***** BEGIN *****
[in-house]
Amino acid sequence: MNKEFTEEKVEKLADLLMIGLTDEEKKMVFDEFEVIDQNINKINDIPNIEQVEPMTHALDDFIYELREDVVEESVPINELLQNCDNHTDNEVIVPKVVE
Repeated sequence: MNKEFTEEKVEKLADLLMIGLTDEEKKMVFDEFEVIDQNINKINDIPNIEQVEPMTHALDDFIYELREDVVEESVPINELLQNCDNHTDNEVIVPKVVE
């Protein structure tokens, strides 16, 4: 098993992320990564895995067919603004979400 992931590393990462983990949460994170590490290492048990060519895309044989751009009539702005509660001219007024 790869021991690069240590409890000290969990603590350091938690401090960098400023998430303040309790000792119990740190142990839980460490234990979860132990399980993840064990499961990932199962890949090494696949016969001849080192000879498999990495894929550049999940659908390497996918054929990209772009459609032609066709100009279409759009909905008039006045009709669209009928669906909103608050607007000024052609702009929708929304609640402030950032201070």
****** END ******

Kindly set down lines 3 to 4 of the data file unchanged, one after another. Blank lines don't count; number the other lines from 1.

Repeated sequence: MNKEFTEEKVEKLADLLMIGLTDEEKKMVFDEFEVIDQNINKINDIPNIEQVEPMTHALDDFIYELREDVVEESVPINELLQNCDNHTDNEVIVPKVVE
């Protein structure tokens, strides 16, 4: 098993992320990564895995067919603004979400 992931590393990462983990949460994170590490290492048990060519895309044989751009009539702005509660001219007024 790869021991690069240590409890000290969990603590350091938690401090960098400023998430303040309790000792119990740190142990839980460490234990979860132990399980993840064990499961990932199962890949090494696949016969001849080192000879498999990495894929550049999940659908390497996918054929990209772009459609032609066709100009279409759009909905008039006045009709669209009928669906909103608050607007000024052609702009929708929304609640402030950032201070």